Ms Taljaard (DA), whilst declaring a personal interest in the issue, asked why the Represented Political Parties Fund had not been increased at least in line with inflation. Mr Mackenzie said that this was one of the amounts which Justice was merely the 'postbox' for so it neither motivated for not had any control over the sum. He said however, that there seemed no reason why this should not have been increase in line with inflation.

On the subject of plea-bargaining, Mr Pikoli said that it was still too early to say with any certainty which effect the legislation would have on the justice system and there was still a great deal of training to be carried out.

As the meeting had run over time, the chair asked the members to write down any further questions. He thanked the Justice Department on its presentation and said that the cluster as a whole had shown that they work well together and this was to their immense credit.

The meeting was adjourned.

Appendix 1

Honourable Chairperson, Ladies and Gentlemen,

I would like to firstly express the appreciation of the South African Police Service for the opportunity to brief the Joint Committee.

The Medium Term Budget Policy Statement tabled in the National Assembly by the Minister of Finance on the 29th of October this year seeks to address a number of priorities. These priorities range from poverty reduction and extending social assistance to a growing international role through increased regional representation and support for the African Union and NEPAD.

Of the key focal areas identified by the Committee the areas of Expanded Capacity in the Safety and Security Sector (Protection Services) and, to an extent, the area of employment creation is of specific relevance to the SAPS.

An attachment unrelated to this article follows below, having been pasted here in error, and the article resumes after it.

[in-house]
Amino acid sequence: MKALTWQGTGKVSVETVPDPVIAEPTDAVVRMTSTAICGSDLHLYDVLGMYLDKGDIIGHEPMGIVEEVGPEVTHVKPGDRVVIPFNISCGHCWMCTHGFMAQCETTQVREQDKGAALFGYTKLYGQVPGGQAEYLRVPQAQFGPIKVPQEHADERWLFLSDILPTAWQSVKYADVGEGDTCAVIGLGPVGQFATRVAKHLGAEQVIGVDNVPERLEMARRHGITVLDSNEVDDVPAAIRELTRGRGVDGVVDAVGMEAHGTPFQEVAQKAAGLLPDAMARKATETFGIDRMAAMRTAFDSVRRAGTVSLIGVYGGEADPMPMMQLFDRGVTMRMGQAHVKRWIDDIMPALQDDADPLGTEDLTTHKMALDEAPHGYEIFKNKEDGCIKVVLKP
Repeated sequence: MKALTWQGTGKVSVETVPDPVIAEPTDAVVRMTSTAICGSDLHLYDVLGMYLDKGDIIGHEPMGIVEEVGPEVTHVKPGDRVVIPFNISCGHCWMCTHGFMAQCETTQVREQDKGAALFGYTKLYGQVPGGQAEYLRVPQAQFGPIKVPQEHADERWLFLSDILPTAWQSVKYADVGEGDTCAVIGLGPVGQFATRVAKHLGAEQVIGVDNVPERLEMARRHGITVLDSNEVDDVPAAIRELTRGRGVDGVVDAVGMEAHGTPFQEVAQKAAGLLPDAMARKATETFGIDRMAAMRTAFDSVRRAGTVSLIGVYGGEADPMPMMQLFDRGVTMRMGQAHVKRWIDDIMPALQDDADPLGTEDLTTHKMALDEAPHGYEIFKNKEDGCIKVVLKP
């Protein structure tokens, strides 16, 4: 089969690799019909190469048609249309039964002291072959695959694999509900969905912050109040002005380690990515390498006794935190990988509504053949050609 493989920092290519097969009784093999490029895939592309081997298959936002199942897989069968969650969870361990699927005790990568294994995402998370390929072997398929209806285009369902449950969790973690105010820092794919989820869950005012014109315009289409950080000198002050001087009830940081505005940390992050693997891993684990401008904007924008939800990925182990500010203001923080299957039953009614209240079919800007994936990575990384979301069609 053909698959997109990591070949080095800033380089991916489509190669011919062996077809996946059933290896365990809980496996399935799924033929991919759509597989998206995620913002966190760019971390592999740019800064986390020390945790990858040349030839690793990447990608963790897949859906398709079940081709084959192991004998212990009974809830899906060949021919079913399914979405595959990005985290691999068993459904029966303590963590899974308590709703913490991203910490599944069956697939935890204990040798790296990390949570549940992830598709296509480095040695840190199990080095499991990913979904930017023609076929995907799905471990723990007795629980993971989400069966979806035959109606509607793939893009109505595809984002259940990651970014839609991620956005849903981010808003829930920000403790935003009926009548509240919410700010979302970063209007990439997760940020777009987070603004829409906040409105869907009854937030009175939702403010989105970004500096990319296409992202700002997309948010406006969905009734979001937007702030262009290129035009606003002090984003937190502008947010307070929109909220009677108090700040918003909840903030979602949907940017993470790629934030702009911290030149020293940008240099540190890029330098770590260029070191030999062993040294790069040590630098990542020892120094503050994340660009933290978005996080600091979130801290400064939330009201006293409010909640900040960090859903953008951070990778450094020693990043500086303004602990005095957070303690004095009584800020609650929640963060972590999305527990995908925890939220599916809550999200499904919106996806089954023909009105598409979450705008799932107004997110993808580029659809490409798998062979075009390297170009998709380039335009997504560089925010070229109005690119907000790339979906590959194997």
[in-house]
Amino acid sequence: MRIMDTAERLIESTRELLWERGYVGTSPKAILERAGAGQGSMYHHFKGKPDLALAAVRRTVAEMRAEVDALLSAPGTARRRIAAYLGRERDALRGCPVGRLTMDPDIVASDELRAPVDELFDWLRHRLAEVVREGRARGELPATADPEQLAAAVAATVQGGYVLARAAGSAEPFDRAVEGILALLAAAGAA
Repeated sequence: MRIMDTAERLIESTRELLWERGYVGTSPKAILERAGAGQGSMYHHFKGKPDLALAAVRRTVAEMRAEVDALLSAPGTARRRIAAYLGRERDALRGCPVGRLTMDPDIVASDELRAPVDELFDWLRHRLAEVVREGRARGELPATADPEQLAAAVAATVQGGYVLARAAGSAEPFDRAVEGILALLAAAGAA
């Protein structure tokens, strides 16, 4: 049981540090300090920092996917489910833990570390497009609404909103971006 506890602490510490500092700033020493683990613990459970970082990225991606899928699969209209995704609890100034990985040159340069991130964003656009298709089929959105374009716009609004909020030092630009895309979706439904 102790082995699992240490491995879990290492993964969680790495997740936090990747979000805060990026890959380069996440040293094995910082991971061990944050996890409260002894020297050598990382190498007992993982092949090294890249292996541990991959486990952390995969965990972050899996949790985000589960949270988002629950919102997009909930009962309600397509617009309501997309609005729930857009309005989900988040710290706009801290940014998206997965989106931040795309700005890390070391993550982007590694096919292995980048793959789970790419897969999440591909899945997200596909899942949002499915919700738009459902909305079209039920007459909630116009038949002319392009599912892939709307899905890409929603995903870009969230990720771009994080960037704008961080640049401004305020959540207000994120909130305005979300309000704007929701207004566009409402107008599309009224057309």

Chapter 5 and 6 of the Budget Policy Statement also specifically refer to areas such as expanding capacity in the safety and security sector to prevent and combat crime, additional resources to address crimes against women and children, supplementary infrastructure allocations, the adoption of more localised (sector) policing and the increase of SAPS personnel.

Chairperson, our briefing will focus on these areas:

I must however firstly confirm the assertion in the Budget Policy Statement to the effect that the 2003 Budget builds on, and consolidates the policy priorities laid down in the 2001 and 2002 policy statements. In the instance of the South African Police Service this is indeed in keeping with the policy directions of Government which forms the framework for the 2002 - 2005 strategic plan of the South African Police Service.

We are of the opinion that alignment is taking place between policies, strategies and budget allocation. We are happy to confirm that this is also the case within the Police where the funds internally are allocated in terms of our priorities.

Key obstacles to the implementation of our strategies which, as mentioned, are aligned to the policy directions of Government, have been infrastructure shortcomings and the issue of personnel shortages.

In this regard I am pleased to confirm that the budget allocations to our department have enabled us to, with specific reference to the issues raised in Chapter 5 and 6:

maintain implementation of our strategic plan which is focussed on the prevention and combatting of crime and the improvement of Service Delivery